Management of Acute Rejection in Paediatric Liver Transplantation.

Management of Acute Rejection in Paediatric Liver Transplantation. Paediatr Drugs. 2013 Aug 8; Authors: Thangarajah D, O'Meara M, Dhawan A Abstract The success of paediatric liver transplantation is attributed to improved surgical techniques and the advent of calcineurin inhibitor-based immunosuppression. Acute rejection (AR) rarely results in graft loss with calcineurin inhibitor immunosuppressive regimens, and the advent of newer agents like interleukin (IL)-2 receptor antibodies. The latter have the benefit of reducing the incidence of AR further and may be of use in patients who are susceptible to recurrent AR, were retransplanted for graft rejection or are in a steroid-sparing regimen. A total of 60 % of all paediatric liver transplants result in AR; however, there is a 75 % response rate to initial steroid therapy. Steroid therapy remains the mainstay of initial AR management, coupled with an increase in baseline immunosuppression. Steroid-resistant rejection (SRR), previously an immediate indication for potent anti-lymphocyte preparations, is now effectively treated with chimeric or humanised IL-2 receptor monoclonal antibodies. Recurrent AR can be treated by adding adjuvant immunosuppressive agents such as mycophenolate mofetil (MMF) or sirolimus. Studies have also demonstrated the efficacy of MMF as rescue therapy for SRR. Anti-lymphocyte preparations such as anti-thymocyte globulin (ATG) and OKT3 are rarely used in SRR but may be of use as...
Source: Paediatric Drugs - Category: Pediatrics Authors: Tags: Paediatr Drugs Source Type: research

Related Links:

Hepatic IgA nephropathy is a complication of chronic liver disease. IgA nephropathy after liver transplantation is rare, especially in children, and carries a significant risk factor for chronic renal failure and mortality. In cases without viral hepatitis, steroid therapy may be useful for IgA nephropathy associated with liver dysfunction. AbstractHepatic IgA nephropathy is a complication of chronic liver disease. IgA nephropathy after liver transplantation is rare, especially in children, and carries a significant risk factor for chronic renal failure and mortality. In cases without viral hepatitis, steroid therapy may b...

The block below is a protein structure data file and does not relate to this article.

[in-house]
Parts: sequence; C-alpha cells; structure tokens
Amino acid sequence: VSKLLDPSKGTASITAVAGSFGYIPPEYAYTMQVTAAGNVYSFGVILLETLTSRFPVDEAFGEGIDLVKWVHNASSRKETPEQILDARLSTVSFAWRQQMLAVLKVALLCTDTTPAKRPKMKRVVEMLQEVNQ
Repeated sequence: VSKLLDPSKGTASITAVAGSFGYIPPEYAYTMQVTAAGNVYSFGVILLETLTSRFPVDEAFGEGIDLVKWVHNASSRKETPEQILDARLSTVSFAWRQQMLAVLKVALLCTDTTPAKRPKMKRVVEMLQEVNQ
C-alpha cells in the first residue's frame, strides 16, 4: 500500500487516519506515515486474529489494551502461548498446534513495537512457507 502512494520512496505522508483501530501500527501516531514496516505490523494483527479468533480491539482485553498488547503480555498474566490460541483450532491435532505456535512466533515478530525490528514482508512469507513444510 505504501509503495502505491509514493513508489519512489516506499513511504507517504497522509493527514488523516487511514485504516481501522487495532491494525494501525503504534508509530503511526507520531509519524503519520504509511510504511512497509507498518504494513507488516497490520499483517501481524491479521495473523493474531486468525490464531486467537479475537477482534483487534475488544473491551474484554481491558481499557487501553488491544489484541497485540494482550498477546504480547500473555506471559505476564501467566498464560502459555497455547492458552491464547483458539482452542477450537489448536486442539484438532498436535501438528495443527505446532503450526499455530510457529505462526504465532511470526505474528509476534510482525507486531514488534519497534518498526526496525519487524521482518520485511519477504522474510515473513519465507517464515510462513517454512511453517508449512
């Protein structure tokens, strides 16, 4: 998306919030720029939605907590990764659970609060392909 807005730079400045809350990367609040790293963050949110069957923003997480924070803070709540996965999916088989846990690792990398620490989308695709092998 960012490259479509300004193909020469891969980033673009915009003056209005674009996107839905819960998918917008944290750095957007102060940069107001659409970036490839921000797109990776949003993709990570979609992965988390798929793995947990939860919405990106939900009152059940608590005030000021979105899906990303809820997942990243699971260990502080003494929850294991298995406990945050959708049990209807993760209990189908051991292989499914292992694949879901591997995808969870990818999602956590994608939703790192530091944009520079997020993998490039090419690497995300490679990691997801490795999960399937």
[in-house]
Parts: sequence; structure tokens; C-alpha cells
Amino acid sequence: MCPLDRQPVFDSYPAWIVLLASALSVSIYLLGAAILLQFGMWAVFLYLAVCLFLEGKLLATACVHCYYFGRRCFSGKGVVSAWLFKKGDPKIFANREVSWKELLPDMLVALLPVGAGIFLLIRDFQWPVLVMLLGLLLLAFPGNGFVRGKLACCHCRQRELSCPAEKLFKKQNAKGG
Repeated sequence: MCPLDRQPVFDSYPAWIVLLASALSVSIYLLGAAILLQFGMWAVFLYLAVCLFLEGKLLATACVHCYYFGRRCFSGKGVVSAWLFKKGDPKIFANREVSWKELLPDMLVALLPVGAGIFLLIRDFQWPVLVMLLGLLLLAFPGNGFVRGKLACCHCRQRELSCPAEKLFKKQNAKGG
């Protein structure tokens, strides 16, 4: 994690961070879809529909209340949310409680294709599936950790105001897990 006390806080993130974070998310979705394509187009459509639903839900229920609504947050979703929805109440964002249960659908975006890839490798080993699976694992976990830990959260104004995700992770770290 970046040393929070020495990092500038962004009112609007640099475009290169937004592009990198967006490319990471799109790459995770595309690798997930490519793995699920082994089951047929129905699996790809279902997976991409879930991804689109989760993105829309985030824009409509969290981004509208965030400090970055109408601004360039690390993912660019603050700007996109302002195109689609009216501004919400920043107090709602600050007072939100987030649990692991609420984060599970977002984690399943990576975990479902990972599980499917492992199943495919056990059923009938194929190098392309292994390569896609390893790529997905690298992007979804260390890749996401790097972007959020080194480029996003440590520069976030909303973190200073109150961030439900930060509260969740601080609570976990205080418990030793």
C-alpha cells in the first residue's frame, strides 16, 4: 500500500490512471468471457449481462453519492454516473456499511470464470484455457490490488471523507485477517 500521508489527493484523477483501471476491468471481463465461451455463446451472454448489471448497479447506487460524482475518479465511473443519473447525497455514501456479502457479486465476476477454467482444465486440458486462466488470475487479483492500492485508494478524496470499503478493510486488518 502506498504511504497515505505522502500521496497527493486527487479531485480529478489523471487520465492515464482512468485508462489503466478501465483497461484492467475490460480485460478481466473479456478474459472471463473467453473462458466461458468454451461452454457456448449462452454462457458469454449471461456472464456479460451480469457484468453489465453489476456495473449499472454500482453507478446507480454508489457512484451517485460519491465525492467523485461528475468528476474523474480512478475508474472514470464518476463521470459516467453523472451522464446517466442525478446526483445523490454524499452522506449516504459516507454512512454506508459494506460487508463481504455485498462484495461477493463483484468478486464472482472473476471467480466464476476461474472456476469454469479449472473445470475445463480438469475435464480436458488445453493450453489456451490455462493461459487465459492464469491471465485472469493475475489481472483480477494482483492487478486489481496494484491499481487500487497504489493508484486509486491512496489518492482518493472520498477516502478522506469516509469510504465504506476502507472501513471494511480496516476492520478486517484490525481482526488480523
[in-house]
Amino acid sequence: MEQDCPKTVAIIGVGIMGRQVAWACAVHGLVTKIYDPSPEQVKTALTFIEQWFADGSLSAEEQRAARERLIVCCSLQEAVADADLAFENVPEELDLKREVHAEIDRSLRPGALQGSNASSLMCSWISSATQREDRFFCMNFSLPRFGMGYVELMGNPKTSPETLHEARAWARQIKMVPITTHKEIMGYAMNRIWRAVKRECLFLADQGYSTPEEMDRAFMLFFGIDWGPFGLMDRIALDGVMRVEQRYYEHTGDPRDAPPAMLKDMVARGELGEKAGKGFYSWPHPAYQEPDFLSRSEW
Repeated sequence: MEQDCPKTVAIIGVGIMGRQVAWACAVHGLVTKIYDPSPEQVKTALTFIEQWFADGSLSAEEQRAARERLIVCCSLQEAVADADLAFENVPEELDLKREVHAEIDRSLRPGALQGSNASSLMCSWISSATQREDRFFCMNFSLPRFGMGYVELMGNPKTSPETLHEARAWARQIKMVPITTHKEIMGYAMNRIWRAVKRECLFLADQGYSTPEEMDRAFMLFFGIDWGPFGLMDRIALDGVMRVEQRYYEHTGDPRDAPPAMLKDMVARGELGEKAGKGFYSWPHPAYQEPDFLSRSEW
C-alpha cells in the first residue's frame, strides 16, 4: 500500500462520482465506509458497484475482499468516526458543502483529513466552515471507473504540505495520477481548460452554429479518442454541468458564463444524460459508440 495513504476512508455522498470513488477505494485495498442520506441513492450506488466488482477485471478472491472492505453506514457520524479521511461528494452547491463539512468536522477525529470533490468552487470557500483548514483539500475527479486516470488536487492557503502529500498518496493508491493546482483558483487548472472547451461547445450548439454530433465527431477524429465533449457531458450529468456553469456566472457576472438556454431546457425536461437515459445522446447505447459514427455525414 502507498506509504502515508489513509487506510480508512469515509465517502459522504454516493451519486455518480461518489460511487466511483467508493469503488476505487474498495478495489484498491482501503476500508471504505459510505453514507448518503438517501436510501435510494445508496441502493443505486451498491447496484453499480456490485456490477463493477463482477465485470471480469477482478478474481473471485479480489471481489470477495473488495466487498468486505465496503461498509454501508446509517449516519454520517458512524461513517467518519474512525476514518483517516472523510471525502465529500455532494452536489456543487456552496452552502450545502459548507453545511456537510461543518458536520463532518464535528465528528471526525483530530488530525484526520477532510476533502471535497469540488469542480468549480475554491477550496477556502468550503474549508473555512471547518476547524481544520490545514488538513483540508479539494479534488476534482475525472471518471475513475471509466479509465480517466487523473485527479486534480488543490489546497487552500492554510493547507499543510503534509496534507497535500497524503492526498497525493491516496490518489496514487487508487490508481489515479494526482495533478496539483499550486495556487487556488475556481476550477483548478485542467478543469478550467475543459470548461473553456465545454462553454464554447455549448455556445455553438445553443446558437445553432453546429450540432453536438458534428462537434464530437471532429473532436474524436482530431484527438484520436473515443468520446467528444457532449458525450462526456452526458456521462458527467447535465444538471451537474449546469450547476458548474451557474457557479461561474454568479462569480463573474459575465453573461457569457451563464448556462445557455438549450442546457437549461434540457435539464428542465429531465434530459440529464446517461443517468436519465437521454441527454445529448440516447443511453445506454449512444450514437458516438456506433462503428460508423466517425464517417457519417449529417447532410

Source: Clinical Case Reports - Category: General Medicine Authors: Tags: CASE REPORT Source Type: research
AbstractBlot and colleagues have proposed putative invasive pulmonary aspergillosis (PIPA) definitions for troublesome diagnosis in suspected patients outside the classical criteria of immunosuppression. We retrospectively included in the study all admitted patients with an  Aspergillus spp. positive culture within lower airway samples. Overall, Aspergillus spp. positivity in respiratory samples was 0.97 every 1000 hospital admissions (HA): 4.94 and 0.28/1000/HA, respectively, in intensive care units (ICUs) and medical wards (MW). 66.6% fulfilled PIPA criteria, and 33.4% were def ined as colonized. 69.2% of PIPA ...
Source: Internal and Emergency Medicine - Category: Emergency Medicine Source Type: research
Biliary atresia (BA) is a fibro-obliterative condition of the biliary tree, presenting in infancy. The bilioenteric conduit formed at Kasai portoenterostomy (KPE), achieves restoration of bile flow in approximately 60% of infants. Even if the operation is successful, cirrhosis and its associated complications are, however, common. BA remains the leading cause for liver transplantation (LT) in children. Antibiotic, choleretic, and steroid therapy post-KPE have not convincingly reduced LT rates. Advances in molecular technology have enabled characterisation of the encoded genes of the gut microbiota (gut microbiome). The gut...
Source: Journal of Pediatric Gastroenterology and Nutrition - Category: Gastroenterology Tags: Review Article Source Type: research
Authors: Caputo F, Testino G Abstract Worldwide, cirrhosis due to alcohol-related liver disease (ALD) is responsible for 0.9% of global deaths and 47.9% of cirrhosis-related deaths. End-stage ALD (ESALD) is the final condition of alcohol-related cirrhosis, and severe acute alcohol-related hepatitis (SAAH) is a distinct clinical syndrome associated with the consumption of large amounts of alcohol. In some cases, ESALD, and SAAH may need liver transplantation (LT). The severity of ESALD can improve after a few months (three months) of abstinence from alcohol, avoiding or delaying the need for LT. Conversely, patients...
Source: Minerva Chirurgica - Category: Surgery Tags: Minerva Chir Source Type: research